Cardiac arrest after workout? UAE doctors warn against extreme exercise, unknown heart conditions

Educating the public on basic CPR techniques and incorporating CPR training into school curriculums could be life-saving


Angel Tesorero

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Published: Tue 28 May 2024, 11:13 AM

Last updated: Tue 28 May 2024, 10:28 PM

The sudden death of a Canadian billionaire who recently died in Dubai due to suspected cardiac arrest after a workout prompted UAE doctors to warn of potentially fatal consequences when individuals with undiagnosed heart conditions engage in vigorous physical activities.

Often times, doctors noted, “heart conditions that are not diagnosed can cause a seemingly healthy person to die during or after a physical activity, including intense workout or competitive sport.”

The Canadian billionaire was 60 but just two years ago, in January 2022, a former British footballer – who was described by friends and colleagues as “so fit and active” – died while playing football in Dubai. He was only 35.

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Speaking to Khaleej Times Dr Rahul Chaudhary, consultant cardiology and specialist interventional cardiologist at International Modern Hospital Dubai, said: “There has been a concerning increase in the incidence of young people suddenly collapsing during sports or strenuous workouts. This phenomenon, often linked to sudden cardiac arrest, poses a significant health risk that requires immediate attention and intervention to prevent fatal outcomes.”

Anything in excess is bad

Several medical studies have shown that excessive exercise, exceeding two to three times the recommended 150 minutes per week, can increase the risk of heart disease and sudden cardiac arrest.

Dr Shaheen Ahmad, specialist interventional cardiology at Zulekha Hospital Dubai, strongly recommended to start gym activities in a gradual and phased manner, avoiding extreme strenuous activities from the beginning.

Dr Shaheen Ahmad
Dr Shaheen Ahmad

“Additionally, gym trainers should be trained in cardiopulmonary resuscitation manoeuvre and how to operate an automated external defibrillator (AED). Such equipment must be present in the gym to provide immediate assistance in case of emergencies. These precautions and measures can help ensure the safety of individuals during gym activities,” Dr Ahmad said.

Why heart abruptly stops

Explaining the phenomena that can be fatal, Dr Chaudhary said, “Sudden cardiac arrest occurs when the heart abruptly stops beating, leading to a decrease in blood supply to the brain and causing the patient to lose consciousness. If not promptly treated, this can result in death.

“The most common cause of sudden cardiac arrest is heart attack,” he added. This happens when the blood supply to the heart is suddenly blocked. Cardiac arrest is the disruption in the heart's electrical activity, which can cause either an excessively rapid heart rate or a complete cessation of heartbeats. Both scenarios result in the brain being deprived of blood, leading to unconsciousness and potentially death.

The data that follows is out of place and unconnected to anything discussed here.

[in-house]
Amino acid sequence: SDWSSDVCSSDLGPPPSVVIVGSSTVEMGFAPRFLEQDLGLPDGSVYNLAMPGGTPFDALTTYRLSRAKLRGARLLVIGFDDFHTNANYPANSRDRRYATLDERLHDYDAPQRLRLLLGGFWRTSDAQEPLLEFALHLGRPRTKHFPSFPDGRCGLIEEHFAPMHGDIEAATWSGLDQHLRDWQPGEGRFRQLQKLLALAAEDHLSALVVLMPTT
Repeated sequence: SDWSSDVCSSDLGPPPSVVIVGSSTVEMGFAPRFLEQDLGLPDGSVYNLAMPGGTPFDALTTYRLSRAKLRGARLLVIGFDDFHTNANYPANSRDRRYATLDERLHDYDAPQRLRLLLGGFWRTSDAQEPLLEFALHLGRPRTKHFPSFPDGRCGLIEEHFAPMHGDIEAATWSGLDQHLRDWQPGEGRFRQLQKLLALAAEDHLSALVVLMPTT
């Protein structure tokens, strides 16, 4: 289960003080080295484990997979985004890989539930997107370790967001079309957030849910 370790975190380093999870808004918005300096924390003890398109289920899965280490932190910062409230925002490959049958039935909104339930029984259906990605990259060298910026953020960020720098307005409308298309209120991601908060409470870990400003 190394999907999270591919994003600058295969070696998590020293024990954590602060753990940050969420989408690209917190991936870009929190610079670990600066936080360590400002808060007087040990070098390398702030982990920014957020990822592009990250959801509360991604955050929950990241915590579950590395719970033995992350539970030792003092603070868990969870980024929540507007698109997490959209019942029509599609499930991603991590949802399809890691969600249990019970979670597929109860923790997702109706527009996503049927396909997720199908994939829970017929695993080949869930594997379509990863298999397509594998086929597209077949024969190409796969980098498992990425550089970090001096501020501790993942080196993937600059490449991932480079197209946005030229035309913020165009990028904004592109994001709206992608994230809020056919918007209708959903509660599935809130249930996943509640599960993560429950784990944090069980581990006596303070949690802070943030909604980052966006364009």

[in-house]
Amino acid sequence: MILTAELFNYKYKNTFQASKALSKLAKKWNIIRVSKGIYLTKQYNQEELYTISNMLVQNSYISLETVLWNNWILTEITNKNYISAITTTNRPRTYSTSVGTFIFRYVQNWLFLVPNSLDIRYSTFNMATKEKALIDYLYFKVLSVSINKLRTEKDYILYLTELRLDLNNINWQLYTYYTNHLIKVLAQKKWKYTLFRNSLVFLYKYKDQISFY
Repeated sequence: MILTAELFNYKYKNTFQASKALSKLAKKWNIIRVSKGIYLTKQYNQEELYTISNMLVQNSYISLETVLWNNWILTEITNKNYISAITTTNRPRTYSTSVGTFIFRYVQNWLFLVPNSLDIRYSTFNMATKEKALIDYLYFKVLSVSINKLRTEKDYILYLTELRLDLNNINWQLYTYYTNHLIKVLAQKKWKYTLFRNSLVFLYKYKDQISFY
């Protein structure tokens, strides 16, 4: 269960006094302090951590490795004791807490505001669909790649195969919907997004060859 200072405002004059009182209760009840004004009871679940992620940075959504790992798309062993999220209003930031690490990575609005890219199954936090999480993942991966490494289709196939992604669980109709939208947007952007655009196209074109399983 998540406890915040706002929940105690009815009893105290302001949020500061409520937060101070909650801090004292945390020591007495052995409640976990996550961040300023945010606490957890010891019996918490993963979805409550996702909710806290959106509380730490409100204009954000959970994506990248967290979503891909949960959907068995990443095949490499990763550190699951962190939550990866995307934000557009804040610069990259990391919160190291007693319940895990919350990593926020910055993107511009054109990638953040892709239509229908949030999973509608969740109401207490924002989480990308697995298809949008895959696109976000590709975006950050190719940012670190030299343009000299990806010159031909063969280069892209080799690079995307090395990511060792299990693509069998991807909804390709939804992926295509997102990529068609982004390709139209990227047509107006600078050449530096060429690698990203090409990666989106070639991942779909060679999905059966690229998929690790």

Dr Rahul Chaudhary
Dr Rahul Chaudhary

Dr Chaudhary continued: “While heart attacks are the leading cause of sudden cardiac arrest, young athletes and those engaging in vigorous physical activity may have other underlying heart conditions. These include cardiomyopathies or any disorder that affects the heart muscle such as hypertrophic cardiomyopathy, or congenital syndromes that can trigger sudden cardiac arrest.”

Balanced physical activity

Both Dr Chaudhary and Dr Ahmad also recommend to have a balanced physical activity. Those over the age of 30 to 35 are advised to undergo regular health check-ups with testing of blood pressure, blood sugar, cholesterol levels, and other tests to detect and manage any risk factors at an early stage.

"It is unfortunate to hear about incidents where individuals suffer from sudden heart attacks during rigorous gym activities," noted Dr Ahmad, adding: "To prevent such catastrophic events, individuals who are 40 years or older and plan to engage in intense gym activities must undergo risk factor evaluation beforehand."

Risk factors such as uncontrolled diabetes, undiagnosed hypertension, hyperlipidemia (high cholesterol), smoking, obesity, and sedentary lifestyles can increase the likelihood of heart disease and sudden heart attacks.

"Those with such risk factors should consult with their doctors to control them before starting their gym activities," he underscored.

Meanwhile, doctors noted, engaging in regular physical activities —150 minutes of moderate exercise or 75 minutes of high-intensity exercise per week—is recommended. Ensuring adequate sleep, reducing stress, and maintaining a healthy diet rich in fruits, vegetables, and Omega-3 fatty acids while avoiding packaged and saturated fats are also crucial preventive measures.

Know the risk factors

Doctors strongly advice understanding the risk factors for heart attacks. These include smoking or tobacco use, high blood pressure, elevated cholesterol, diabetes, abdominal obesity, sedentary lifestyle, stress, insufficient sleep, and a family history of heart disease.

Dr Chaudhary warned “survival rate for out-of-hospital sudden cardiac arrest is alarmingly low, with less than 10 per cent of patients surviving. Even in-hospital cardiac arrests have a survival rate of less than 20 per cent.

“The only intervention that can significantly improve survival chances is cardiopulmonary resuscitation (CPR). Therefore, educating the public on basic CPR techniques and incorporating CPR training into school curriculums could be life-saving,” he added.


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